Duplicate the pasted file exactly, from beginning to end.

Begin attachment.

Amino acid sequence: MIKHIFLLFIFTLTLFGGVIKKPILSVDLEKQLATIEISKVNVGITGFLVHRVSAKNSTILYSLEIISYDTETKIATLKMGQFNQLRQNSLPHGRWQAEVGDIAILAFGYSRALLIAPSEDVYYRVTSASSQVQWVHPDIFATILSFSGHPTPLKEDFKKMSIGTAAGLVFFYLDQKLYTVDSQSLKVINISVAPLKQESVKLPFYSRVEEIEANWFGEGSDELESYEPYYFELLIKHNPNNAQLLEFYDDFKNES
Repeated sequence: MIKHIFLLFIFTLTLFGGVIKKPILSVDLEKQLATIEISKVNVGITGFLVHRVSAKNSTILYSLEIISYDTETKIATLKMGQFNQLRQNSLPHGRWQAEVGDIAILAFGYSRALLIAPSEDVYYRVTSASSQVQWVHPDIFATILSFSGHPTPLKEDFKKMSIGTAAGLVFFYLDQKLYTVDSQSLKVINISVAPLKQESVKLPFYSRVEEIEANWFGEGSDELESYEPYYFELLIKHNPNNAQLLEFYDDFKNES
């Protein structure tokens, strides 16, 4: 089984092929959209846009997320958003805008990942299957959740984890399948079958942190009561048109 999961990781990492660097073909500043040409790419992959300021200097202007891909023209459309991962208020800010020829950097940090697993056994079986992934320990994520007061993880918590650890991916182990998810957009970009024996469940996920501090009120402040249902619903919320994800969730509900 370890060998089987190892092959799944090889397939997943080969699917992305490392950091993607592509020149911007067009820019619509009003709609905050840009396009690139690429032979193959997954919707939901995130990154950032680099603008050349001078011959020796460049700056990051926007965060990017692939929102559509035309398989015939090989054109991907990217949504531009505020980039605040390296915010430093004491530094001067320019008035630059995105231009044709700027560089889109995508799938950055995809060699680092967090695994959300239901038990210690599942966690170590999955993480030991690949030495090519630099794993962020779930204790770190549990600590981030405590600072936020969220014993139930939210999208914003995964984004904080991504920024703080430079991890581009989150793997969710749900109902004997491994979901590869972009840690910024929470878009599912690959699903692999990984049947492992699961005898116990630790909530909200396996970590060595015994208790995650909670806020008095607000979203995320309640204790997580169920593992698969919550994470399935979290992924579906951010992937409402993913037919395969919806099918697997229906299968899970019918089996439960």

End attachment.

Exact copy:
Amino acid sequence: MIKHIFLLFIFTLTLFGGVIKKPILSVDLEKQLATIEISKVNVGITGFLVHRVSAKNSTILYSLEIISYDTETKIATLKMGQFNQLRQNSLPHGRWQAEVGDIAILAFGYSRALLIAPSEDVYYRVTSASSQVQWVHPDIFATILSFSGHPTPLKEDFKKMSIGTAAGLVFFYLDQKLYTVDSQSLKVINISVAPLKQESVKLPFYSRVEEIEANWFGEGSDELESYEPYYFELLIKHNPNNAQLLEFYDDFKNES
Repeated sequence: MIKHIFLLFIFTLTLFGGVIKKPILSVDLEKQLATIEISKVNVGITGFLVHRVSAKNSTILYSLEIISYDTETKIATLKMGQFNQLRQNSLPHGRWQAEVGDIAILAFGYSRALLIAPSEDVYYRVTSASSQVQWVHPDIFATILSFSGHPTPLKEDFKKMSIGTAAGLVFFYLDQKLYTVDSQSLKVINISVAPLKQESVKLPFYSRVEEIEANWFGEGSDELESYEPYYFELLIKHNPNNAQLLEFYDDFKNES
């Protein structure tokens, strides 16, 4: 089984092929959209846009997320958003805008990942299957959740984890399948079958942190009561048109 999961990781990492660097073909500043040409790419992959300021200097202007891909023209459309991962208020800010020829950097940090697993056994079986992934320990994520007061993880918590650890991916182990998810957009970009024996469940996920501090009120402040249902619903919320994800969730509900 370890060998089987190892092959799944090889397939997943080969699917992305490392950091993607592509020149911007067009820019619509009003709609905050840009396009690139690429032979193959997954919707939901995130990154950032680099603008050349001078011959020796460049700056990051926007965060990017692939929102559509035309398989015939090989054109991907990217949504531009505020980039605040390296915010430093004491530094001067320019008035630059995105231009044709700027560089889109995508799938950055995809060699680092967090695994959300239901038990210690599942966690170590999955993480030991690949030495090519630099794993962020779930204790770190549990600590981030405590600072936020969220014993139930939210999208914003995964984004904080991504920024703080430079991890581009989150793997969710749900109902004997491994979901590869972009840690910024929470878009599912690959699903692999990984049947492992699961005898116990630790909530909200396996970590060595015994208790995650909670806020008095607000979203995320309640204790997580169920593992698969919550994470399935979290992924579906951010992937409402993913037919395969919806099918697997229906299968899970019918089996439960």